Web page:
■ BY SUE ERWIN
The most recent turtle nest update provided by the Boca Grande Sea Turtle Association remains the same as the last two weeks, indicating that the end of nesting season is near. The season officially ends on October 31. If you are interested in volunteering next season, find out more details on the BGSTA Facebook page.
It is illegal to remove a sea turtle from its natural environment, so if you see one, call the FWC Wildlife Alert hotline at (888) 404-FWCC (3922).
Boca Grande Sea Turtle Association Board member Mel Csank said although nesting has come to a halt, and hatching is also slowing down.
As baby sea turtles make their way from the nests to the water, the goal is to keep the path as clear as possible.
There have been 22 documented green sea turtle nests on island so far this nesting season.
“This is exciting news,” Csank said. “Last season we had only two green turtle nests, so we are trending ahead significantly this year. In 2017 we had a total of 18 green nests, but in 2018 we only had two.”
As of Friday, September 20, there were 624 nests documented by patrol volunteers (22were green nests and the rest loggerhead), and 592false crawls have been reported. A false crawl occurs when a turtle makes its way onto the beach but doesn’t produce a nest. Patrol members said they expected a high number of false crawls in June due to the beach renourishment project.
The green sea turtle (Chelonia mydas) faces many threats both on land and in the water and is protected under the Endangered Species Act, according to the National Oceanic and Atmospheric Administration. Their distinctive crawl and nest that looks like a bomb crater are far more rare on the island than the loggerhead (Caretta caretta). Typically we have fewer than 10 green turtle nests each season.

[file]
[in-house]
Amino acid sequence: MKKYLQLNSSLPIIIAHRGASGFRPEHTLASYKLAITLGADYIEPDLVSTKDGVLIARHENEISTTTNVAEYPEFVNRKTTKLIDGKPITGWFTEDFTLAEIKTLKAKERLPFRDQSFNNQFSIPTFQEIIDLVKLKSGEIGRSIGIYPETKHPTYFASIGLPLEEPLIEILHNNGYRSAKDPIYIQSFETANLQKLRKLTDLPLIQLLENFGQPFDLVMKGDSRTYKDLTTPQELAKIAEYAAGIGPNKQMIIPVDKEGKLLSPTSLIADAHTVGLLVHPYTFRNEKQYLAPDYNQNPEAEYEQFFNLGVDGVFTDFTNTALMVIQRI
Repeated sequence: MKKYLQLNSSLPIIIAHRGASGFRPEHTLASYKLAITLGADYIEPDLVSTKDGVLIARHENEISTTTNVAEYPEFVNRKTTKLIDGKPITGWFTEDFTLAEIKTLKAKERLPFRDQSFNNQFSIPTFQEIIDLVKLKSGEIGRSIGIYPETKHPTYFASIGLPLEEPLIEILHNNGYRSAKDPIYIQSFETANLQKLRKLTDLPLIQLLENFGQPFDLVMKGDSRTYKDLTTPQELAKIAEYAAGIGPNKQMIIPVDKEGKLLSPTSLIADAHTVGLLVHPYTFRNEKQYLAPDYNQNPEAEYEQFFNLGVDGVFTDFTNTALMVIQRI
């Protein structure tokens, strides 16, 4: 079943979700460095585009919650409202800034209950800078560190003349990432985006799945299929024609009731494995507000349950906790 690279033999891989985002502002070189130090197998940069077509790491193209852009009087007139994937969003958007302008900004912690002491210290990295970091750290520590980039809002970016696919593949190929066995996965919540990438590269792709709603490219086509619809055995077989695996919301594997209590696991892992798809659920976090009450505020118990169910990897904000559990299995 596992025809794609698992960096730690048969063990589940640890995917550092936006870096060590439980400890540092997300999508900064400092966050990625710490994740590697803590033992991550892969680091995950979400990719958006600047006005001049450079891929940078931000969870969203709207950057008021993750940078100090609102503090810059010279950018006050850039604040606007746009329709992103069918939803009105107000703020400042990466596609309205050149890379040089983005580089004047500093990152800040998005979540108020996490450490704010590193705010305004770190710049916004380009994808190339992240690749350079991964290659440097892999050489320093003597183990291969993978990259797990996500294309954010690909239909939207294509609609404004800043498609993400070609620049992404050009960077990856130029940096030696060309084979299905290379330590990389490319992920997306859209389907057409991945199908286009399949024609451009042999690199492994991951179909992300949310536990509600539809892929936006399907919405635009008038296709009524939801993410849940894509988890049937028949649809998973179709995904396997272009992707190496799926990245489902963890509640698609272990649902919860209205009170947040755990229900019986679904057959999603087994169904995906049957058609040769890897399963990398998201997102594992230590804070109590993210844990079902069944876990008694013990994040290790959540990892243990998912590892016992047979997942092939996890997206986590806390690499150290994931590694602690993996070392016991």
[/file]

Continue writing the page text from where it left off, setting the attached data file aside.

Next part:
Loggerhead turtles were listed under the Endangered Species Act as threatened in 1978.
Association volunteers would like to remind everyone to be cognizant of your surroundings when visiting the beach. Sea turtle nesting season officially began on May 1, and runs through October 31. It’s more important than ever to remember to cover up holes and knock down sand castles when visiting the beach during the next few months. Always dispose of any trash, and remember – no lights at night.
The hatchlings are about the size of a ping-pong ball, and if they survive land predators like bobcats and coyotes, they feed on small organisms living in seagrasses (called sargassum), where they spend their early developmental years.
Patrol members collect data daily, and the information is then sent to Florida Fish and Wildlife Conservation Commission. These data help track the health and activities of the species.
If you see a stranded or dead turtle, dolphin or manatee anywhere in state waters, call the FWC Wildlife Alert hotline at (888) 404-FWCC (3922).